Mini-acoustic sensors reveal occupancy and threats to koalas Phascolarctos cinereus in private native forests.

Published online
14 Jun 2022
Content type
Journal article
Journal title
Journal of Applied Ecology

Law, B. & Kerr, I. & Gonsalves, L. & Brassil, T. & Eichinski, P. & Truskinger, A. & Roe, P.
Contact email(s)

Publication language
Australia & New South Wales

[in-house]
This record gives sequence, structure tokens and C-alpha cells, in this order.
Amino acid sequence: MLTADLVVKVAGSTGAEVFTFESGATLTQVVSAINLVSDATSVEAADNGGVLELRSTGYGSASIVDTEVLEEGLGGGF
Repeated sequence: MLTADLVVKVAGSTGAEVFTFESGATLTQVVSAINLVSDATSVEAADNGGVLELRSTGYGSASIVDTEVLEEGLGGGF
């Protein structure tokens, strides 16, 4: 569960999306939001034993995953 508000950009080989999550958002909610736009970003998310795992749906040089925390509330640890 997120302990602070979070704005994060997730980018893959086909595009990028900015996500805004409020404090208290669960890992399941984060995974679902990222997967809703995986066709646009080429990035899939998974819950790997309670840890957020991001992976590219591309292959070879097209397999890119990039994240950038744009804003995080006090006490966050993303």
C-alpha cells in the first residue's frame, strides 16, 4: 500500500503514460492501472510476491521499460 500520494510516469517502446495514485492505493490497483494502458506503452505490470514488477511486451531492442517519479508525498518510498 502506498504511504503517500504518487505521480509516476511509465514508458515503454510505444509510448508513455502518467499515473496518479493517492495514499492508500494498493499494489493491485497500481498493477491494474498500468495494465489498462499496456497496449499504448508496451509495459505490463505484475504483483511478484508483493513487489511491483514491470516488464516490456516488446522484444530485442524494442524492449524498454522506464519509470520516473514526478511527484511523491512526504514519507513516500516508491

Forests on private land have a wide range of uses that span activities such as recreation, primary production and nature conservation. Traditionally, it has been difficult for researchers to access private land to undertake systematic surveys. We used mini-acoustic sensors (Audiomoth) mailed via the postal service to overcome landholder concerns about researchers accessing private property, with a focus on properties used for private native forestry. We surveyed koalas, an iconic threatened marsupial, in north-east New South Wales, Australia using passive acoustics, with repeat surveys over consecutive nights to account for imperfect detection in an occupancy modelling framework. Over 3 years, we surveyed 128 sites and recorded 2,560 male bellows. Detection probability over seven nights was high (>0.79), but varied substantially between years, due to use of different sensors, housings and weather conditions. After accounting for detection probability, modelling revealed that koalas commonly occupied private native forests of the study region (probability of occupancy = 0.58 ± 0.08). Occupancy was modelled against several covariates and it varied with the landscape extent of sealed roads (-ve), NDVI (-ve) and a habitat suitability model (+ve, but minor). There was no support for occupancy in private forests to be related to a range of other factors including extent of surrounding cleared land, timber harvesting history, fire and other measured habitat features. Synthesis and applications. We conclude that mini-acoustic recorders mailed to landholders were a highly effective method for assessing koala occupancy, after accounting for variable detection, and the approach could be deployed more widely for a range of species. Private native forests in partly cleared landscapes are commonly occupied by koalas, highlighting that this tenure is crucial for koala conservation and that practices seeking to balance conservation and production should be encouraged. In addition to sensitive habitat management in private forests, sealed road density is a major threat needing to be addressed.

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